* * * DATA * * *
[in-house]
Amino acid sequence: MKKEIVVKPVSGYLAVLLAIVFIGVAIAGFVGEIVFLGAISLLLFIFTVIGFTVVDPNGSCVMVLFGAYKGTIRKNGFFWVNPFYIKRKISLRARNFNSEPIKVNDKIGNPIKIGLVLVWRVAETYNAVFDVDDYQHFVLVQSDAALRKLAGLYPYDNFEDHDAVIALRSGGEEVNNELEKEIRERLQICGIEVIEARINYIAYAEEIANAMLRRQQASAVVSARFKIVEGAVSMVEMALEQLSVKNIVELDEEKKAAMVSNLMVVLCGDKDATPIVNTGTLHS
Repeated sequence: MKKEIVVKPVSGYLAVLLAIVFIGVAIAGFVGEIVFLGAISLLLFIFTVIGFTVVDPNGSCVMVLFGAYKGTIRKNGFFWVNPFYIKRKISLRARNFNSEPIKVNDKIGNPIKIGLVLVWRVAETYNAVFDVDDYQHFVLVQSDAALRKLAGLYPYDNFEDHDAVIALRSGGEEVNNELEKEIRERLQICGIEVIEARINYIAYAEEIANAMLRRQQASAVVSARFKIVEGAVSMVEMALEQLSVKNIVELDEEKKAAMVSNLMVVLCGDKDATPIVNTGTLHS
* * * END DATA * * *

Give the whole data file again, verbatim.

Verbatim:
[in-house]
Amino acid sequence: MKKEIVVKPVSGYLAVLLAIVFIGVAIAGFVGEIVFLGAISLLLFIFTVIGFTVVDPNGSCVMVLFGAYKGTIRKNGFFWVNPFYIKRKISLRARNFNSEPIKVNDKIGNPIKIGLVLVWRVAETYNAVFDVDDYQHFVLVQSDAALRKLAGLYPYDNFEDHDAVIALRSGGEEVNNELEKEIRERLQICGIEVIEARINYIAYAEEIANAMLRRQQASAVVSARFKIVEGAVSMVEMALEQLSVKNIVELDEEKKAAMVSNLMVVLCGDKDATPIVNTGTLHS
Repeated sequence: MKKEIVVKPVSGYLAVLLAIVFIGVAIAGFVGEIVFLGAISLLLFIFTVIGFTVVDPNGSCVMVLFGAYKGTIRKNGFFWVNPFYIKRKISLRARNFNSEPIKVNDKIGNPIKIGLVLVWRVAETYNAVFDVDDYQHFVLVQSDAALRKLAGLYPYDNFEDHDAVIALRSGGEEVNNELEKEIRERLQICGIEVIEARINYIAYAEEIANAMLRRQQASAVVSARFKIVEGAVSMVEMALEQLSVKNIVELDEEKKAAMVSNLMVVLCGDKDATPIVNTGTLHS